The JRPG benchmark-setting Persona 5 is a very long game. So much so, that only after the investment of ninety three hours was I able to decimate its tough as nails final boss and witness the conclusion to the epic adventure. I previously wrote a piece discussing a number of Persona 5′s positive qualities, and I continue to stand by them firmly. However, said piece was written when I was still a Persona 5 newcomer, holding only a mere approximation of twenty hours of playtime to my name. So, after a further seventy three hours of heart-stealing and metaverse busting action, it’s time to discuss in greater detail the plethora of highs (and the very occasional lows) of Atlus’s latest masterpiece.
Persona 5, for better or worse, is unapologetically dialogue heavy. Approximately half of your playtime will be spent reading and hearing various morsels that the diverse cast of characters have to offer. It is fortunate then, that Persona 5 flaunts a tremendously strong and thoroughly enjoyable story (which is a rare quality, as the narratives of many games struggle to break free of the shackles of mediocrity and cliched themes). Driven by a cast of lovable misfits (from the cheekily arrogant Morgana, to the adorably shy Futaba), their personalities play off each other beautifully, and expertly carry the story through a multitude of moods, from delightfully comedic to depressingly sombre. Focusing on supernatural themes, the corruption of minds upon succumbing to dark desires, and the ‘ignorance is bliss’ mentality that society’s general public sadly strives for, Persona 5′s blend of fantasy and reality creates an experience that more than justifies its wealth of dialogue. However, as fantastic as said story may be, Persona 5 still features occasional instances of flat pacing due to some “Okay, I get it, can I play the game now?” moments, following characters discussing your objectives for what feels like the hundredth time.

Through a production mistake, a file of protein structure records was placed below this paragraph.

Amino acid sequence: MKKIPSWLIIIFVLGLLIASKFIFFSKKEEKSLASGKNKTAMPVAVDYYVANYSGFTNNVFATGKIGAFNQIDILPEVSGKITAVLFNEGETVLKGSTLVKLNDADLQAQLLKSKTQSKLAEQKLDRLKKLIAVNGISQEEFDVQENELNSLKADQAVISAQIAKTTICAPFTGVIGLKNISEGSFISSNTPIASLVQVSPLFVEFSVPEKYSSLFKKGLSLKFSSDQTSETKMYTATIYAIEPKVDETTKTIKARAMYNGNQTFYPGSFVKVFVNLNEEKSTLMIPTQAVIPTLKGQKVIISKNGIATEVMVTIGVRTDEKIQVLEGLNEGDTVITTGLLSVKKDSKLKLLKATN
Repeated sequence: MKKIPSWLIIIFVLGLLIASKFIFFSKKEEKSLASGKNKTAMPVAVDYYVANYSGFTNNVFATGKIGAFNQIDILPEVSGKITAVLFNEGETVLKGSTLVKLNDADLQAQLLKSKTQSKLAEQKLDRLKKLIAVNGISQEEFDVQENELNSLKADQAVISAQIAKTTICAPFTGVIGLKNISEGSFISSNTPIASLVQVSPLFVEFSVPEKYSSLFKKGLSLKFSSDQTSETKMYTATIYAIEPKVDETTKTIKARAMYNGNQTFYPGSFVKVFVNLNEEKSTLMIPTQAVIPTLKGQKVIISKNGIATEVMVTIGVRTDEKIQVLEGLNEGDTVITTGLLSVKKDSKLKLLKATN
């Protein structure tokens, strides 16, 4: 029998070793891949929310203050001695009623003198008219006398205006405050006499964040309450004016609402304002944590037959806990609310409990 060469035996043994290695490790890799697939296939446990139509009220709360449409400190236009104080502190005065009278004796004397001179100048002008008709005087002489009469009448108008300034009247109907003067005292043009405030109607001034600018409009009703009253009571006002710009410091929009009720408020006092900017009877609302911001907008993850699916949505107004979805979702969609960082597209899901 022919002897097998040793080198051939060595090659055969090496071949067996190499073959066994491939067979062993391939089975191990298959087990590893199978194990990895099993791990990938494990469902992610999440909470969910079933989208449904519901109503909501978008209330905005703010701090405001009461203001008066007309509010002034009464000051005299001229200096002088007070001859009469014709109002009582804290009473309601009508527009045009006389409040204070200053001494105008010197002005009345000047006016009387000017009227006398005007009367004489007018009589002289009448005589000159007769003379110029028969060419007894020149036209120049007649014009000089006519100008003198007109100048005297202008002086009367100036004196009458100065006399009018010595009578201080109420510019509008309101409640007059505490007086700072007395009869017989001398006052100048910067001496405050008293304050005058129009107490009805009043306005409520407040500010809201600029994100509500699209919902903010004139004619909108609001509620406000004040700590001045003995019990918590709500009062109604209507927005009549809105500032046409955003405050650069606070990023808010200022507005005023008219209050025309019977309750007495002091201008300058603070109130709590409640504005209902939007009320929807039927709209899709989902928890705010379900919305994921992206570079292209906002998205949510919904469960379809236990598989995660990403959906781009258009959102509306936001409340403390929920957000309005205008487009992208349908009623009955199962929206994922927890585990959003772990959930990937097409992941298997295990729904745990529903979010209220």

On the subject of small criticisms, Persona 5’s cover system is also disappointing. While its simplicity is efficient in theory, in practice it leads to many instances of your character hiding behind cover you didn’t intend, and as a result often being ambushed by an enemy. When situated in large open spaces, this is a rare occurrence, but in narrow environments that boast a significant amount of cover, this feature frequently results in frustration. One final criticism is the inability to return registered Personas within your compendium to their default level and skill set. This means that should your compendium be overflowing with Personas, boasting inherited skills that you regret applying, your only option is to fuse another version of it, re-inherit different skills, and then overwrite your old Persona with your new one. This can be time-consuming for individual Personas, and nigh impossible for your entire compendium. Fortunately, Persona 5 handles character skills more intelligently, allowing you to visit a church and relearn forgotten skills whenever you see fit. This option eliminates the element of permanence to your decisions on the subject of character skills, allowing you to easily experiment with differing abilities and tactics in battle.
While suffering from minor issues, Persona 5 still succeeds in raising the bar for other JRPGs. It excels in so many ways, offering stellar gameplay and style, an infectiously catchy soundtrack overflowing with upbeat vocals and Rhodes pianos, an engrossing story that offers no shortage of twists and surprises, and a whopping amount of value for money given its gigantic scope. All we can hope for now is that Persona 6 doesn’t take another grueling nine years to come to fruition.